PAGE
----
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Early disease onset is predicted by a higher genetic risk for lupus and is associated with a more severe phenotype in lupus patients
  1. Ryan Webb1,2,
  2. Jennifer A Kelly1,
  3. Emily C Somers3,
  4. Travis Hughes1,
  5. Kenneth M Kaufman1,4,5,
  6. Elena Sanchez1,
  7. Swapan K Nath1,
  8. Gail Bruner1,
  9. Marta E Alarcón-Riquelme1,6,
  10. Gary S Gilkeson7,
  11. Diane L Kamen7,
  12. Bruce C Richardson3,8,
  13. John B Harley9,10,
  14. Amr H Sawalha1,4,5
  1. 1Arthritis & Immunology Program, Oklahoma Medical Research Foundation, Oklahoma City, Oklahoma, USA
  2. 2College of Public Health, University of Oklahoma Health Sciences Center, Oklahoma City, Oklahoma, USA
  3. 3Division of Rheumatology, University of Michigan, Ann Arbor, Michigan, USA
  4. 4Department of Medicine, University of Oklahoma Health Sciences Center, Oklahoma City, Oklahoma, USA
  5. 5US Department of Veterans Affairs Medical Center, Oklahoma City, Oklahoma, USA
  6. 6Department of Genetics and Pathology, Uppsala University, Uppsala, Sweden
  7. 7Department of Medicine, Division of Rheumatology, Medical University of South Carolina, Charleston, South Carolina, USA
  8. 8US Department of Veterans Affairs Medical Center, Ann Arbor, Michigan, USA
  9. 9Rheumatology Division and Autoimmune Genomics Center, Cincinnati Children's Hospital Medical Center, Cincinnati, Ohio USA
  10. 10US Department of Veterans Affairs Medical Center, Cincinnati, Ohio, USA
  1. Correspondence to Dr Amr H Sawalha, Department of Medicine, University of Oklahoma Health Sciences Center, 825 N.E. 13th Street, MS#24, Oklahoma City, Oklahoma 73104, USA; amr-sawalha{at}


Background Systemic lupus erythematosus (SLE) is a chronic, multiorgan, autoimmune disease that affects people of all ages and ethnicities.

Objectives To explore the relationship between age at disease onset and many of the diverse manifestations of SLE. Additionally, to determine the relationship between age of disease onset and genetic risk in patients with SLE.

Methods The relationship between the age at disease onset and SLE manifestations were explored in a multi-racial cohort of 1317 patients. Patients with SLE were genotyped across 19 confirmed genetic susceptibility loci for SLE. Logistic regression was used to determine the relationships between the number of risk alleles present and age of disease onset.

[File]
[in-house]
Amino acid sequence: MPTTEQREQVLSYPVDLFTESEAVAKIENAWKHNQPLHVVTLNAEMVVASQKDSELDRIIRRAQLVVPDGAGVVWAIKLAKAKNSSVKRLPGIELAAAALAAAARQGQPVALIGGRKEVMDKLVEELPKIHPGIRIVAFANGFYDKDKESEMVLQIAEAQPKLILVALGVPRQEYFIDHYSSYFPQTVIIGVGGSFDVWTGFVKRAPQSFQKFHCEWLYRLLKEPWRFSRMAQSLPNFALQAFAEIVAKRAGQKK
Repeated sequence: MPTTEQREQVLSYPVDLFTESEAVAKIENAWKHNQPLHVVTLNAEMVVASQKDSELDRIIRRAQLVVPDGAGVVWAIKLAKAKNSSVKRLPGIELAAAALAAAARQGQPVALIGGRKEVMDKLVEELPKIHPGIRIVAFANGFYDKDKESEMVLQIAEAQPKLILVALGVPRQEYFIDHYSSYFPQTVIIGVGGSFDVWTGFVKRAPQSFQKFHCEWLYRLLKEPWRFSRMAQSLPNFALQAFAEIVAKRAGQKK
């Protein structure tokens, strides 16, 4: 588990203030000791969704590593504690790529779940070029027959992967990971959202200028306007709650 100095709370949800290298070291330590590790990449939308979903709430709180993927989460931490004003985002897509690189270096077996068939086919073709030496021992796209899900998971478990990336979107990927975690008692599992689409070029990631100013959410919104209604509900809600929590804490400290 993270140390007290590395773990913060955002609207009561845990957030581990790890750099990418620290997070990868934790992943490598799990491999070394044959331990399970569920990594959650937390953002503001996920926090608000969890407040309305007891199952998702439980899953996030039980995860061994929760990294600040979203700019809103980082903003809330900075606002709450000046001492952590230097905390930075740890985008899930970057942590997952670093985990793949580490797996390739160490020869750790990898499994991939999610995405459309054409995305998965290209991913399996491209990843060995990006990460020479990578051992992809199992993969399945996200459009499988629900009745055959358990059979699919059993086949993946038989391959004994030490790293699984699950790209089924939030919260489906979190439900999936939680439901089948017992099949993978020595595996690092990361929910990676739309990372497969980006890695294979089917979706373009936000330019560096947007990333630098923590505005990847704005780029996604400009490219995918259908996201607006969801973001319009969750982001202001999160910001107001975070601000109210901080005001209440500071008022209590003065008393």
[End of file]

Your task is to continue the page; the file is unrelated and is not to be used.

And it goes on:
Results Childhood-onset SLE had higher odds of proteinuria, malar rash, anti-dsDNA antibody, haemolytic anaemia, arthritis and leucopenia (OR=3.03, 2.13, 2.08, 2.50, 1.89, 1.53, respectively; p values <0.0001, 0.0004, 0.0005, 0.0024, 0.0114, 0.045, respectively). In female subjects, the odds of having cellular casts were 2.18 times higher in childhood-onset than in adult-onset SLE (p=0.0027). With age of onset ≥50, the odds of having proteinuria, cellular casts, anti-nRNP antibody, anti-Sm antibody, anti-dsDNA antibody and seizures were reduced. However, late adult-onset patients with SLE have higher odds of developing photosensitivity than early adult-onset patients. Each SLE-susceptibility risk allele carried within the genome of patients with SLE increased the odds of having a childhood-onset disease in a race-specific manner: by an average of 48% in Gullah and 25% in African-Americans, but this was not significant in Hispanic and European-American lupus patients.

Conclusions The genetic contribution towards predicting early-onset disease in patients with SLE is quantified for the first time. A more severe SLE phenotype is found in patients with early-onset disease in a large multi-racial cohort, independent of gender, race and disease duration.

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  • Funding This work was supported by the NIH grant number R03AI076729 from the National Institute of Allergy and Infectious Diseases, and NIH grants numbers P20-RR015577, P20- RR020143, P30-AR053483, P01-AI083194, P01-AR049084, N01-AR62277, R37-AI024717, R01-AR042460, UL1-RR029882, P60-AR049459, UL1-RR024986, the Lupus Foundation of America, Merit Award from the US Department of Veterans Affairs, the University of Oklahoma Health Sciences Center, the Oklahoma City VA Medical Center and the Oklahoma Medical Research Foundation.

  • Competing interests None.

  • Ethics approval This study was conducted with the approval of the Oklahoma Medical Research Foundation and the University of Oklahoma Health Sciences Center.

  • Provenance and peer review Not commissioned; externally peer reviewed.

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